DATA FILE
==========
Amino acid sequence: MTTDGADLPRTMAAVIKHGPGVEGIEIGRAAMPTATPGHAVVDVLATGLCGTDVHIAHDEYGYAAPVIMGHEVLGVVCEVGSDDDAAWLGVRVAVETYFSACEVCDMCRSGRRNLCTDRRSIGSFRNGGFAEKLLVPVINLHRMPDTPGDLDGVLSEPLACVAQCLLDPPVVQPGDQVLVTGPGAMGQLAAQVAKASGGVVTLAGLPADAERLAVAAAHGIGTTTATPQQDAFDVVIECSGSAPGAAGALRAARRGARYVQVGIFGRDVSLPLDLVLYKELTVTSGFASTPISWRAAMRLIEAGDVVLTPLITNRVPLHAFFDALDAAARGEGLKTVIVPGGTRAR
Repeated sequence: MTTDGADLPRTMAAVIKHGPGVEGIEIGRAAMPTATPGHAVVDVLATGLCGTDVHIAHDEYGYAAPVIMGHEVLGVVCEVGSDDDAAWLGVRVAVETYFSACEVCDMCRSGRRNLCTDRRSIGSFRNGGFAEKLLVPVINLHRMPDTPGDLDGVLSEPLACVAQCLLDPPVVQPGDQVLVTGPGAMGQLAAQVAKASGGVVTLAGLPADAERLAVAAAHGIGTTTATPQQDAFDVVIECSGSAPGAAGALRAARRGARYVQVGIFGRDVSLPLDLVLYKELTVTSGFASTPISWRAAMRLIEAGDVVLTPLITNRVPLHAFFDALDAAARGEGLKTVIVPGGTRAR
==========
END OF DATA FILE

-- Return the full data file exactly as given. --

Amino acid sequence: MTTDGADLPRTMAAVIKHGPGVEGIEIGRAAMPTATPGHAVVDVLATGLCGTDVHIAHDEYGYAAPVIMGHEVLGVVCEVGSDDDAAWLGVRVAVETYFSACEVCDMCRSGRRNLCTDRRSIGSFRNGGFAEKLLVPVINLHRMPDTPGDLDGVLSEPLACVAQCLLDPPVVQPGDQVLVTGPGAMGQLAAQVAKASGGVVTLAGLPADAERLAVAAAHGIGTTTATPQQDAFDVVIECSGSAPGAAGALRAARRGARYVQVGIFGRDVSLPLDLVLYKELTVTSGFASTPISWRAAMRLIEAGDVVLTPLITNRVPLHAFFDALDAAARGEGLKTVIVPGGTRAR
Repeated sequence: MTTDGADLPRTMAAVIKHGPGVEGIEIGRAAMPTATPGHAVVDVLATGLCGTDVHIAHDEYGYAAPVIMGHEVLGVVCEVGSDDDAAWLGVRVAVETYFSACEVCDMCRSGRRNLCTDRRSIGSFRNGGFAEKLLVPVINLHRMPDTPGDLDGVLSEPLACVAQCLLDPPVVQPGDQVLVTGPGAMGQLAAQVAKASGGVVTLAGLPADAERLAVAAAHGIGTTTATPQQDAFDVVIECSGSAPGAAGALRAARRGARYVQVGIFGRDVSLPLDLVLYKELTVTSGFASTPISWRAAMRLIEAGDVVLTPLITNRVPLHAFFDALDAAARGEGLKTVIVPGGTRAR